was so scared, but was able to answer questions about drill
and ceremony and history that the judges threw at her.
"I was proud of myself," she said.
meets typically conclude with something known as knockout
drills, where Cadets perform drill and ceremony movements on
cue from a judge. The formations -- one is held for unarmed
and another for armed -- can include close to 1,000 Cadets
and a couple dozen judges swarming in to quickly eliminate
participants for even the slightest mistake.
Summerlin joined the formation of unarmed students. As the
pack thinned considerably, there she was, holding her own.
When the formation winnowed to a couple dozen, Summerlin
caught Gates' eye. To ensure the event's integrity, he
remembers telling a judge, "Nobody gets a pass here,"
referring to Summerlin.
The judge's response: "She's
Summerlin made it to the final 15 before
being ousted. She bested hundreds of other Cadets, including
Sneed, of Murphy High School, who earlier had been in the
"Not only was she able to do it,"
Sneed said. "But she was good."
Since then, Summerlin
worked to be part of the unarmed regulation team. Again, her
first time in an actual competition was Saturday, at the
biggest meet of them all.
Regulation drill "was tough
at first," said Summerlin, who admitted to a couple of
mistakes but was satisfied overall. "It worked me. Once I
got used to it, it was a breeze."
The most difficult
part of drill isn't the physical movement, but remembering
all the specific steps in a routine.
"If I do
something wrong, it should be pointed out," Summerlin said.
"Don't be easy on me just because I'm different."
There have been several occasions where Kayla Murphy, a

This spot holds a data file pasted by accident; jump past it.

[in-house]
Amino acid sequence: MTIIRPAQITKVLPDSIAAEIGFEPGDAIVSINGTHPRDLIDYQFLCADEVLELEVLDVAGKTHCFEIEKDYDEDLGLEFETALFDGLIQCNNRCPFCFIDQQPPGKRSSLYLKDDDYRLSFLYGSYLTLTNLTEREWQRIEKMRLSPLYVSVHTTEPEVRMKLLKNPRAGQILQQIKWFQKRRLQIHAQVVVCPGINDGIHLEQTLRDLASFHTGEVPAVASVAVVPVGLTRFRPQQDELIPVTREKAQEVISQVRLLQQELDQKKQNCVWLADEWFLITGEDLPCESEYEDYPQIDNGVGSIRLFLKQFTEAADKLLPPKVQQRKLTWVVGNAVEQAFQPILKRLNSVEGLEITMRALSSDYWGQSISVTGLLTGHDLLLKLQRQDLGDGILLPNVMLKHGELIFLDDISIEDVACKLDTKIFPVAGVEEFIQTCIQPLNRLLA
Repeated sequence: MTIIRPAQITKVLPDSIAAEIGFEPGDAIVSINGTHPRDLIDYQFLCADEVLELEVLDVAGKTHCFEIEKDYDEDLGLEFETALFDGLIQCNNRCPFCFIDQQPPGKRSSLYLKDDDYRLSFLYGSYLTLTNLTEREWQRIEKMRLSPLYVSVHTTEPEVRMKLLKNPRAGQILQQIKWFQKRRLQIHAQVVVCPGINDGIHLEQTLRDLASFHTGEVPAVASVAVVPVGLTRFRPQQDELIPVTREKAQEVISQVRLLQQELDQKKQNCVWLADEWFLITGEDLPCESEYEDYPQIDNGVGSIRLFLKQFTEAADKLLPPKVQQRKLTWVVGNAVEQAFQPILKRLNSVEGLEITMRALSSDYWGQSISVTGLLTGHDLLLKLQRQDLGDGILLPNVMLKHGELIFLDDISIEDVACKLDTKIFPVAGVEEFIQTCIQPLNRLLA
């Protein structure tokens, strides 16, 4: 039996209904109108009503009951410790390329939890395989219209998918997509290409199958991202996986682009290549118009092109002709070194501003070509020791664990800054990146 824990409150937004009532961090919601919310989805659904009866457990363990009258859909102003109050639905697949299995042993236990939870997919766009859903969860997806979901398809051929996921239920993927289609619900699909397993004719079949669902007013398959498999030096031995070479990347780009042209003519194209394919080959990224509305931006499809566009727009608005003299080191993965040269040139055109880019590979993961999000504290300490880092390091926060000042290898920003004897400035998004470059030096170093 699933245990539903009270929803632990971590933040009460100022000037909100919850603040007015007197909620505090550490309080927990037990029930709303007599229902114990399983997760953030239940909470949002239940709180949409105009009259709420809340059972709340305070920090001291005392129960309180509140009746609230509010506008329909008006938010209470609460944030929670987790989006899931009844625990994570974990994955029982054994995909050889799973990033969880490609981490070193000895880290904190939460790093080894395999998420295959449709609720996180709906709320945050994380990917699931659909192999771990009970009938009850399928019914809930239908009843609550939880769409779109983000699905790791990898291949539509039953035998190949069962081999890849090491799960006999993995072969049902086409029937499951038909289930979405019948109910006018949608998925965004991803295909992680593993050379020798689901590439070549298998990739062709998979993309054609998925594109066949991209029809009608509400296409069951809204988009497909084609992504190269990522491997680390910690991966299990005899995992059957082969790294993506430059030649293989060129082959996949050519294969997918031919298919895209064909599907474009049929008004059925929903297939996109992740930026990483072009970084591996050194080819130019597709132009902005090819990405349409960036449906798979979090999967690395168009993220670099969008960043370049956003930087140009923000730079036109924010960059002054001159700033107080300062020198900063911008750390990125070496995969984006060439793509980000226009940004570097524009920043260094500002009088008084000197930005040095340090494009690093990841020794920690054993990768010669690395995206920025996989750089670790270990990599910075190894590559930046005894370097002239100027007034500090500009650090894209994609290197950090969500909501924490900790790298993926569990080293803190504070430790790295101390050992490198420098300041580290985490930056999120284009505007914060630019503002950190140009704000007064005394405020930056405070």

senior and the Airport drill team's Cadet commander, has
gotten on Summerlin to ensure she meets the standards.
Surprised when she first heard of Summerlin's interest in
being part of the team, Murphy said Summerlin is a
quick-learner who blossomed into one of the squad's best
"We're happy she took the initiative,"
Murphy said. "She keeps everyone wanting to do better. She's
going to be an asset to Airport. She already is."
Simply being part of Junior ROTC has made a lasting
impression on Summerlin. She said the course has taught a
number of life lessons, given her confidence and connected
her to other students who don't hesitate to be tough on her
-- which is what Summerlin wants.
"If it wasn't for
what I've learned in class, I don't think I would have the
guts to do this," she said.
Summerlin, who aspires to
join Navy ROTC in college and become part of the judge
advocate general corps someday, plans to continue with the
drill team, using the experience at the national meet to
improve her performance. She eventually wants to advance to
become a member of the armed drill team, a move that would
require her to execute movements while holding a rifle.
"It's more challenging," said Summerlin, smiling.
Ferguson describes Summerlin as an intelligent student
who is an example to others. She possesses the coordination
to control a rifle, but needs to figure a way to marry the
focus needed for specific actions with a weapon while
getting around the drill floor with her crutches.
Just give it time, he says.
"Don't tell her she can't
do anything," Ferguson said. "She will."
By Steve Arel, U.S. Army Cadet Command
Army News Service